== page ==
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Can't they just keep old deposit?

Former MemberFormer Member Posts: 1,876,324 The Mix Honorary Guru
Hello all, I'm awake at this time stone sober on a saturday night because I'm a bit worried about something that's come up with our landlord.

Basically, they've asked us to give them a new deposit before Easter. We signed our 12 month lease back in August 08. I don't know why they're so keen for money when our lease isn't even up..

So that's £200 with a week's notice. I don't have that kind of money, I barely make rent. I told them our loans don't come in until the end of April and they said, "ok, how about £50?". Grr.

They said our old deposits will be put back into our accounts at the end of the month so this all seems a bit pointless and ridiculous. Wtf is the point exactly and more importantly, do I *HAVE* to hand over money for their reassurance that we are renewing our lease?

I don't have the cash, I have uni paperwork I've just found out needs paid off so that's priority.

Help please :banghead:

Comments

  • Former MemberFormer Member Posts: 1,876,324 The Mix Honorary Guru
    What do they need a new deposit for? Just outright tell them to keep the one they already have over for next year.
    If they badger you that much just say you dont want the place again..chances are they wont find anyone else to fill it in such a short space of time anyway. Letting agents always seem to try and use scare tactics but theyre all full of shit to be honest so i wouldnt listen to a word they say.
  • Former MemberFormer Member Posts: 1,876,324 The Mix Honorary Guru
    No idea what they want the deposit for - they kept repeating the term, "for reassurance that you're all going to keep the house for another year" which I can understand but if I'm signing another contract then that's reassurance in itself is it not?!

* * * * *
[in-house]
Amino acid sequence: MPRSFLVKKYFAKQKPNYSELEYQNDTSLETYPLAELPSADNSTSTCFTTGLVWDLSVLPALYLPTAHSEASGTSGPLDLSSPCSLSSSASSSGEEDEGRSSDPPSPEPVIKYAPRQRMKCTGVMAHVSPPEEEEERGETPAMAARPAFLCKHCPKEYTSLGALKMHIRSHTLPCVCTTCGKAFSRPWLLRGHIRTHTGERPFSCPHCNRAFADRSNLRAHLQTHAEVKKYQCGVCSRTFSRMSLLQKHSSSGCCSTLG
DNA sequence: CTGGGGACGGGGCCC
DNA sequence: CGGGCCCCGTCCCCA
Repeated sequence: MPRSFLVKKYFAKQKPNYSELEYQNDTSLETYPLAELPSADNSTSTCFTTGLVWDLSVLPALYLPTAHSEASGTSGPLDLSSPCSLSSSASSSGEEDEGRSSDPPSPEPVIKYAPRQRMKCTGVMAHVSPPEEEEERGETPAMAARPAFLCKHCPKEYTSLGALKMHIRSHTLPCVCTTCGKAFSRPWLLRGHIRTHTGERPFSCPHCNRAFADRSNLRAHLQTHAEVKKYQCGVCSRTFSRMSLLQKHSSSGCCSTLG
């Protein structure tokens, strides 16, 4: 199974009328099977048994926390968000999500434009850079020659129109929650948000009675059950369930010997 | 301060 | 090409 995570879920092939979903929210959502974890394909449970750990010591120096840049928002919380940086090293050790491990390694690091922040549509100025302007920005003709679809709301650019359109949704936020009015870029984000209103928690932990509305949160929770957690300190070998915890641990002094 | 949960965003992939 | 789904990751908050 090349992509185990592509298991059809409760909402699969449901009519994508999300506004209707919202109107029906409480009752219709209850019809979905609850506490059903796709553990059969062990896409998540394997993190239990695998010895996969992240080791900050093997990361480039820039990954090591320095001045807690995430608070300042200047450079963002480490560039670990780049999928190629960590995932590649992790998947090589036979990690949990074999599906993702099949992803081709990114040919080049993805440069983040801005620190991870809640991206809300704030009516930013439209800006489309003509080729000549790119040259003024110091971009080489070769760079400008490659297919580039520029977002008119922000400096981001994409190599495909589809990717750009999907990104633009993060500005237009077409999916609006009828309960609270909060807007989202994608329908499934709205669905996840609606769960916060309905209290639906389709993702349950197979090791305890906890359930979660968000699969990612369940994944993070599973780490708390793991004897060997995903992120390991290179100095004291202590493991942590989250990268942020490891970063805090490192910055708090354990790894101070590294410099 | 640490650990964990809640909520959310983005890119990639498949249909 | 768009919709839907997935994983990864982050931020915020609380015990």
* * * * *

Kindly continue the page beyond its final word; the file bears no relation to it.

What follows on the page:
Maybe they just need some cash.
  • Former MemberFormer Member Posts: 1,876,324 The Mix Honorary Guru
    The words "I haven't got £200 because you still have it" may be useful.
  • Former MemberFormer Member Posts: 1,876,324 The Mix Honorary Guru
    Whowhere wrote: »
    The words "I haven't got £200 because you still have it" may be useful.

    Yes I think this is the key here. You can pay his new deposit when he returns your old one, and not before.

    I can understand if there is some requirement that the new deposit has to go directly from you into a scheme, but even so you shouldn't be paying that out until you have the "old" money back.
  • Former MemberFormer Member Posts: 1,876,324 The Mix Honorary Guru
    Thanks all. I'm waiting to hear back from my vp of welfare at uni to see where we stand legally should he get difficult..
  • Former MemberFormer Member Posts: 1,876,324 The Mix Honorary Guru
    When I rented a room for 3½ years, the landlord simply kept the deposit that I gave at the start. I don't see the point in recycling £200.
  • Former MemberFormer Member Posts: 1,876,324 The Mix Honorary Guru
    ^^^ Exactly. This seems rather unusual...
  • Former MemberFormer Member Posts: 1,876,324 The Mix Honorary Guru
    According to my mother and housemate I should just keep quiet and pay. For fucks sake everyone is fine about this apart from me apparently!
  • Former MemberFormer Member Posts: 1,876,324 The Mix Honorary Guru
    Halloween wrote: »
    According to my mother and housemate I should just keep quiet and pay. For fucks sake everyone is fine about this apart from me apparently!

    On what basis would you want to pay ? I can't see any reason behind this.
  • Former MemberFormer Member Posts: 1,876,324 The Mix Honorary Guru
    You've not been clear enough about what the agent is asking here.

    If they are asking for a holding deposit for the new tenancy then they are entitled to do this. If the holding deposit then goes to be the landlord as the breakages deposit then it needs to be protected. If you tell them to swivel they might let the property to somebody else from August, so it's up to you whether you want to pay or not. In the current climate they're less likely to get it let out to someone else, so they'll try and put pressure on you to take the house again by making you pay a holding deposit. It's up to you whether you pay or not, but there are plenty of houses available if this one is let to someone else. In my university town we have about 500 bed spaces unlet, which is causing the agents to poo themselves with fear.

    If they are asking for you to replace the deposit you've already paid, then they can't do this, it's a breach of the tenancy agreement. This would be rather dodgy, and would make me think your landlord's got rid of the house and that there's a new landlord. I'd be amazed if you'd get the old deposit back before the end of the tenancy.

    Either way, I'd be very tempted to not pay.
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